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Is VR Working for Marketers Today UK Expert Weighs InThe viability and efficacy of virtual reality technology for marketing purposes is a big topic these days.

That’s clear from a recent interview conducted by eMarketer with Dr. Wendy Powell, senior member of the IEEE (a technical professional association) and reader in virtual reality at the University of Portsmouth. Powell is one of the UK’s leading experts in virtual reality (VR).

eMarketer: How would you characterize the current state of virtual reality development and deployment?

Powell notes that there are two technologies to consider — augmented reality (AR) and virtual reality (VR). Of the two, AR is less developed.

“If you’re familiar with the Gartner Hype Cycle, AR is just past the hype phase,” Powell contends. “It’s not yet delivering “in the wild,” so to speak. By contrast, VR is already heading for steady growth. I’d say that within five to 10 years, both will reach full maturity.”

As to the question of whether the UK is currently an advanced VR market, Powell says there is much innovation going on in the country.

“About 20 percent of the world’s AR and VR companies are based in the UK,” Powell said. “There’s certainly a lot of innovation here, and a number of big players. The games industry is a major focus, so there are UK-based firms like nDreams, for example, which is using VR in new ways and has created VR titles for Oculus Rift and PlayStation VR, among other manufacturers.”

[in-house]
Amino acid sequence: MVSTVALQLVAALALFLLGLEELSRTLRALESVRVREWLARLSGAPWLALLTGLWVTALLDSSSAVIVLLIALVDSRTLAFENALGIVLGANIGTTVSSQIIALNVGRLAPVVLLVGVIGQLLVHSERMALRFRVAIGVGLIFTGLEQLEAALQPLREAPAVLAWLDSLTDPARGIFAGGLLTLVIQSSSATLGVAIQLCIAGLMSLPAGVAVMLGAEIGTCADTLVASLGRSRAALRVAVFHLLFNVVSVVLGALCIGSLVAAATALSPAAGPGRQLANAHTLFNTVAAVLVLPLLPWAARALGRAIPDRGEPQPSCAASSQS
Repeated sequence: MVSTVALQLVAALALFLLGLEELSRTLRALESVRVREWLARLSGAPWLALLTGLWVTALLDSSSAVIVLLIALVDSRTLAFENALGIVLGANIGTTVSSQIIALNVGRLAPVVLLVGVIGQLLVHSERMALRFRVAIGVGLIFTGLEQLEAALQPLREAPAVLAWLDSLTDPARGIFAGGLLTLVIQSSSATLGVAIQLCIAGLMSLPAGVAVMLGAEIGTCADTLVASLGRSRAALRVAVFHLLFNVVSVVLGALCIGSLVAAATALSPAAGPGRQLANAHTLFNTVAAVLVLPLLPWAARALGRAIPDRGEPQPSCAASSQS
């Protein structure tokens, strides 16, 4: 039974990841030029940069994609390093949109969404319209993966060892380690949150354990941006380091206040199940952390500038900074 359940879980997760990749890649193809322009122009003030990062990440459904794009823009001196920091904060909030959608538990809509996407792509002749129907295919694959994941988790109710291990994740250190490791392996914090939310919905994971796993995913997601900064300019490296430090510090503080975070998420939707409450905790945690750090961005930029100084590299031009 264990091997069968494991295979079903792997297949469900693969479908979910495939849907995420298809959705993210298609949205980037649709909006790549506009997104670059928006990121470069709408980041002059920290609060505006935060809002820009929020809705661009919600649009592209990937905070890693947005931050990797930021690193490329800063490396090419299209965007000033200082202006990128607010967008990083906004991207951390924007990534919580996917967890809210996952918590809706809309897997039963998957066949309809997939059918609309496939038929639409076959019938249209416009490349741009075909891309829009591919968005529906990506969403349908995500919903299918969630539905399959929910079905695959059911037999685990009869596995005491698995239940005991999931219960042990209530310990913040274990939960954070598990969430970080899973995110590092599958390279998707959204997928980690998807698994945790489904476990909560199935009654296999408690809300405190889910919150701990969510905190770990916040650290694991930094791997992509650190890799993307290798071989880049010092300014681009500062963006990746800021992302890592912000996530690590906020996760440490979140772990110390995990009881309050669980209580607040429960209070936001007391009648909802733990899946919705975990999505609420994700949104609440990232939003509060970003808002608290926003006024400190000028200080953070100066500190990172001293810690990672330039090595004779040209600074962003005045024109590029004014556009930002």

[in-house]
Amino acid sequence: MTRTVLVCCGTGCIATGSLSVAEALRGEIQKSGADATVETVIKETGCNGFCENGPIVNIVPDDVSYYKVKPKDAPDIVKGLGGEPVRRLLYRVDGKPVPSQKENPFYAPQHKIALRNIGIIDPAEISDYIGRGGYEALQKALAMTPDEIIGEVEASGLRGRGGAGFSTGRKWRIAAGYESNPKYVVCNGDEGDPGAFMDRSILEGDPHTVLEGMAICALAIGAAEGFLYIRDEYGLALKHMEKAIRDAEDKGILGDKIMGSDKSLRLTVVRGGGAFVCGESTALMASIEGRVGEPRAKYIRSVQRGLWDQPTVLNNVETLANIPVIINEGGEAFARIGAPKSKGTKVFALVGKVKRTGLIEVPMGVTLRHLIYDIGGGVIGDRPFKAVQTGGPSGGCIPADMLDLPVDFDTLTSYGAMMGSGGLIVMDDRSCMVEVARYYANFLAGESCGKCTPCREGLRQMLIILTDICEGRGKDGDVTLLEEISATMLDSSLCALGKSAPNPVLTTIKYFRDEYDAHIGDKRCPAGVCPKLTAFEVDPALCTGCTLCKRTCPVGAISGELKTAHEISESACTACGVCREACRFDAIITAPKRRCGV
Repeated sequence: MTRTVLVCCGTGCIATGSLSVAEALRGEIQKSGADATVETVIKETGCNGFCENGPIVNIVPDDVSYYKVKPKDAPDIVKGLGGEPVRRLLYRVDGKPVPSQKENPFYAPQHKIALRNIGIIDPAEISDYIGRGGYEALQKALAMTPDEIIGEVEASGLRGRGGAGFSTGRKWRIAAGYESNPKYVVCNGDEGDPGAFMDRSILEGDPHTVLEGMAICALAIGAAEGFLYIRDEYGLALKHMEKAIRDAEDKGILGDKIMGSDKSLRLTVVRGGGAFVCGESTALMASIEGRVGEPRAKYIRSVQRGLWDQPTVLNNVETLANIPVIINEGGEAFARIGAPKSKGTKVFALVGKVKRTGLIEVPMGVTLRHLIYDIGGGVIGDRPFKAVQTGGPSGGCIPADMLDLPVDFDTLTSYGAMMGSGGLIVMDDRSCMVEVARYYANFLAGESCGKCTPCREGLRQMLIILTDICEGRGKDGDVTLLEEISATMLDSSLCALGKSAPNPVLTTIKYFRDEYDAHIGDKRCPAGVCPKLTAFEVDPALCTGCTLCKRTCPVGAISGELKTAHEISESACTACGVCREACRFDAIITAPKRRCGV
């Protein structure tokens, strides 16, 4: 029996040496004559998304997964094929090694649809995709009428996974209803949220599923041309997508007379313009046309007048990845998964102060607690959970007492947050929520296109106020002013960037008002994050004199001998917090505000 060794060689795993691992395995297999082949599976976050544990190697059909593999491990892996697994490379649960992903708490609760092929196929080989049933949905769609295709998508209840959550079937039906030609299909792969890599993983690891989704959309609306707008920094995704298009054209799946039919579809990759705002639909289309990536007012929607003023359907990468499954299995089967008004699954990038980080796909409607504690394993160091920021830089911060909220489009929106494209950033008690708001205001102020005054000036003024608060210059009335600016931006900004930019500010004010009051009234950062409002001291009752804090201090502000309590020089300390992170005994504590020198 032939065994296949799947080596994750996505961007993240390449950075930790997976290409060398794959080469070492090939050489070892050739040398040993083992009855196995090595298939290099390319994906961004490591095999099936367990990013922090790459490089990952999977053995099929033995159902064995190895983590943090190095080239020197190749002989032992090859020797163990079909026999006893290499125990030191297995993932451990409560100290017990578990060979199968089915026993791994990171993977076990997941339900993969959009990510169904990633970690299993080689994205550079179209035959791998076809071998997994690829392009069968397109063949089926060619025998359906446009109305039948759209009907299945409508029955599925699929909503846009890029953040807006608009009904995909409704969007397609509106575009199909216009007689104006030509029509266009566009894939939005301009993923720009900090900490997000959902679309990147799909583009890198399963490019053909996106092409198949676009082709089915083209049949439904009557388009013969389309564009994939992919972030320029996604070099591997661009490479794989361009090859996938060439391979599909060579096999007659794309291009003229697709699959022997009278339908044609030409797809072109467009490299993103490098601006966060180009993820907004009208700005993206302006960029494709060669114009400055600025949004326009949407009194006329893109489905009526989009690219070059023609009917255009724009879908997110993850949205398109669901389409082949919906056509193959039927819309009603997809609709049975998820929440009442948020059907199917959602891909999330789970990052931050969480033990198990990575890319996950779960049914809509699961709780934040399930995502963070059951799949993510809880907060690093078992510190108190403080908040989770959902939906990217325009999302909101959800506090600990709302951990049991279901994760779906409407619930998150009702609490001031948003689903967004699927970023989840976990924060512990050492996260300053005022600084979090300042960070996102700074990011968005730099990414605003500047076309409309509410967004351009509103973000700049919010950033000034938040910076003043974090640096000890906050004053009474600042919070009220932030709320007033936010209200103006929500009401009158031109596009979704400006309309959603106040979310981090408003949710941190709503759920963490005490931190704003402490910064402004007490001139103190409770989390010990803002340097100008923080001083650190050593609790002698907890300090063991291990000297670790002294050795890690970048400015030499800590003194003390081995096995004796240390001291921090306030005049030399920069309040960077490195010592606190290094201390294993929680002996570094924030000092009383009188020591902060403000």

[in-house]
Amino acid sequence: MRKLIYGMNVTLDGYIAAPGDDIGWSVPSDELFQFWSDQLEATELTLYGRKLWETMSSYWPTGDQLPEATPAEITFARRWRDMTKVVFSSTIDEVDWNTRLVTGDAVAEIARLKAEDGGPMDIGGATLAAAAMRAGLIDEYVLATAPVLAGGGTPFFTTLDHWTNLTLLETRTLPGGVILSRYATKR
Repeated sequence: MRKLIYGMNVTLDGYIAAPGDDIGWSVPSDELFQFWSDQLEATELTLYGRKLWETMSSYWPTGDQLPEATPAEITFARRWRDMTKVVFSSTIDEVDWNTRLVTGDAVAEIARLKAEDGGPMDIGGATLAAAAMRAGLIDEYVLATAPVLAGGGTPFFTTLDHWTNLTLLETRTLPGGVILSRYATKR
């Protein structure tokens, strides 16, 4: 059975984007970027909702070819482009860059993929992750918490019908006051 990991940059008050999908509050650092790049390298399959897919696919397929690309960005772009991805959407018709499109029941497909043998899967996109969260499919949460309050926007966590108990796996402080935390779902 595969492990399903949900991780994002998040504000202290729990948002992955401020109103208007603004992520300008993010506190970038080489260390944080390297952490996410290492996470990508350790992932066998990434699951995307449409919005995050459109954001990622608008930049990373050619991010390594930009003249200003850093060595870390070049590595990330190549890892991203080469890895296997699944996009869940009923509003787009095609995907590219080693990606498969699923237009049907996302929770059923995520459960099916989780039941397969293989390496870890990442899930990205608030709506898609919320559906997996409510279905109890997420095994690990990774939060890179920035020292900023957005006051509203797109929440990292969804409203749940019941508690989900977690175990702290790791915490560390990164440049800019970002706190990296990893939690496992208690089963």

The marketing side is growing, too.

“We have (marketing) companies such as Virtual Umbrella—VR marketing specialists who are making themselves known across the industry. But we’re really just beginning to realize the full potential of VR, even in the UK,” according to Powell.

The UK expert believes health sectors are ripe for VR growth, as are museum and travel offerings.

“Health and medicine are other areas where VR is obviously having an impact, whether in training, diagnosis or treatment,” she said. “And in museums, VR is being used to improve access to collections, and to help visitors understand more about what they’re seeing. People can see a damaged or fragmentary physical artifact, for example, and then experience through VR what the original object would have looked like.”

You can read the whole eMarketer interview with Dr. Powell here.

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